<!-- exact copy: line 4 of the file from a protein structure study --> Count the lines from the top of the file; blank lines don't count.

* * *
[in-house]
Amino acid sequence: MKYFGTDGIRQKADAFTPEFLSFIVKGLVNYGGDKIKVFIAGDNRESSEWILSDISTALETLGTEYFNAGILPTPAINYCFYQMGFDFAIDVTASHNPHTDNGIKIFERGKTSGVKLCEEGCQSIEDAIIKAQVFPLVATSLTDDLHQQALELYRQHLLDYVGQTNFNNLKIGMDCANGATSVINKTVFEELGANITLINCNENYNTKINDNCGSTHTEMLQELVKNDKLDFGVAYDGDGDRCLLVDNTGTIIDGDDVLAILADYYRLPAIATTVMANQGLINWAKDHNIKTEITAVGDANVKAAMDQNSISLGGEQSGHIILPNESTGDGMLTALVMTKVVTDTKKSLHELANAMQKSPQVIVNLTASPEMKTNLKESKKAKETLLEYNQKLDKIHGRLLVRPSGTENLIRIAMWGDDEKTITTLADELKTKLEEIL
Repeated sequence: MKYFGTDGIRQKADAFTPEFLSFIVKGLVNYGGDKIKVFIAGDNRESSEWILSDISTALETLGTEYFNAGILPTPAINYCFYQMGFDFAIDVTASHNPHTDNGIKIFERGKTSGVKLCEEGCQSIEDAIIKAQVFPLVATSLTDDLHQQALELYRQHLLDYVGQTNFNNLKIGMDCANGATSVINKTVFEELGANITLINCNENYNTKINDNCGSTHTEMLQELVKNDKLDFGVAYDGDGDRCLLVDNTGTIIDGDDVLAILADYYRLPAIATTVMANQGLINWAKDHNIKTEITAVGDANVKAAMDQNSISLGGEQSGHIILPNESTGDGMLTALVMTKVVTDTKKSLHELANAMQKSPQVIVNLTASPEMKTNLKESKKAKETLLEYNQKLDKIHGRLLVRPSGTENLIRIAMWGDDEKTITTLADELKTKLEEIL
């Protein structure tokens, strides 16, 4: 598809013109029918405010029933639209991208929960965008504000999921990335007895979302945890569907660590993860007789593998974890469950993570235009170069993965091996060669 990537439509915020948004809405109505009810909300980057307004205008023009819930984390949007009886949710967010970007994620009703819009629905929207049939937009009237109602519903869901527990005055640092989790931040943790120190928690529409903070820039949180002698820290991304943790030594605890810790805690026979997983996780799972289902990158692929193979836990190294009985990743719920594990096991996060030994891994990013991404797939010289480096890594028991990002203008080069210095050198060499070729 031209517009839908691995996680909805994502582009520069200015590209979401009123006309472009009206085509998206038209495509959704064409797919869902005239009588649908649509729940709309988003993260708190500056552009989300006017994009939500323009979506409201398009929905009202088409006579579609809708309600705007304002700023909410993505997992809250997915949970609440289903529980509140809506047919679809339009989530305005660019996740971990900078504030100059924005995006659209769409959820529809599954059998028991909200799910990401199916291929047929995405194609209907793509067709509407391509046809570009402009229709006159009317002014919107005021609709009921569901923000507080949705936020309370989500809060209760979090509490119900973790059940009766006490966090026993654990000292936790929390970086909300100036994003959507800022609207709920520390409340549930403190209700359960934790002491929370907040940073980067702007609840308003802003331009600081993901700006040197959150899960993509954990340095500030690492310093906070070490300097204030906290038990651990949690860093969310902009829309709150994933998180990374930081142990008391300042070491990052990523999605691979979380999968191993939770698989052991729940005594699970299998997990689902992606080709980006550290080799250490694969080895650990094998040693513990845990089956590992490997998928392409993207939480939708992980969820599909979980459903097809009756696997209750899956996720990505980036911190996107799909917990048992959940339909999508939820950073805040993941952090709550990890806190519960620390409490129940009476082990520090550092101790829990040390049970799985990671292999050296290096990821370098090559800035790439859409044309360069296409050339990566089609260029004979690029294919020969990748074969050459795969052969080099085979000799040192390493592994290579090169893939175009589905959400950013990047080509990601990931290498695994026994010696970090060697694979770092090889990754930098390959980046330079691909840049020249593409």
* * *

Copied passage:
């Protein structure tokens, strides 16, 4: 598809013109029918405010029933639209991208929960965008504000999921990335007895979302945890569907660590993860007789593998974890469950993570235009170069993965091996060669 990537439509915020948004809405109505009810909300980057307004205008023009819930984390949007009886949710967010970007994620009703819009629905929207049939937009009237109602519903869901527990005055640092989790931040943790120190928690529409903070820039949180002698820290991304943790030594605890810790805690026979997983996780799972289902990158692929193979836990190294009985990743719920594990096991996060030994891994990013991404797939010289480096890594028991990002203008080069210095050198060499070729 031209517009839908691995996680909805994502582009520069200015590209979401009123006309472009009206085509998206038209495509959704064409797919869902005239009588649908649509729940709309988003993260708190500056552009989300006017994009939500323009979506409201398009929905009202088409006579579609809708309600705007304002700023909410993505997992809250997915949970609440289903529980509140809506047919679809339009989530305005660019996740971990900078504030100059924005995006659209769409959820529809599954059998028991909200799910990401199916291929047929995405194609209907793509067709509407391509046809570009402009229709006159009317002014919107005021609709009921569901923000507080949705936020309370989500809060209760979090509490119900973790059940009766006490966090026993654990000292936790929390970086909300100036994003959507800022609207709920520390409340549930403190209700359960934790002491929370907040940073980067702007609840308003802003331009600081993901700006040197959150899960993509954990340095500030690492310093906070070490300097204030906290038990651990949690860093969310902009829309709150994933998180990374930081142990008391300042070491990052990523999605691979979380999968191993939770698989052991729940005594699970299998997990689902992606080709980006550290080799250490694969080895650990094998040693513990845990089956590992490997998928392409993207939480939708992980969820599909979980459903097809009756696997209750899956996720990505980036911190996107799909917990048992959940339909999508939820950073805040993941952090709550990890806190519960620390409490129940009476082990520090550092101790829990040390049970799985990671292999050296290096990821370098090559800035790439859409044309360069296409050339990566089609260029004979690029294919020969990748074969050459795969052969080099085979000799040192390493592994290579090169893939175009589905959400950013990047080509990601990931290498695994026994010696970090060697694979770092090889990754930098390959980046330079691909840049020249593409």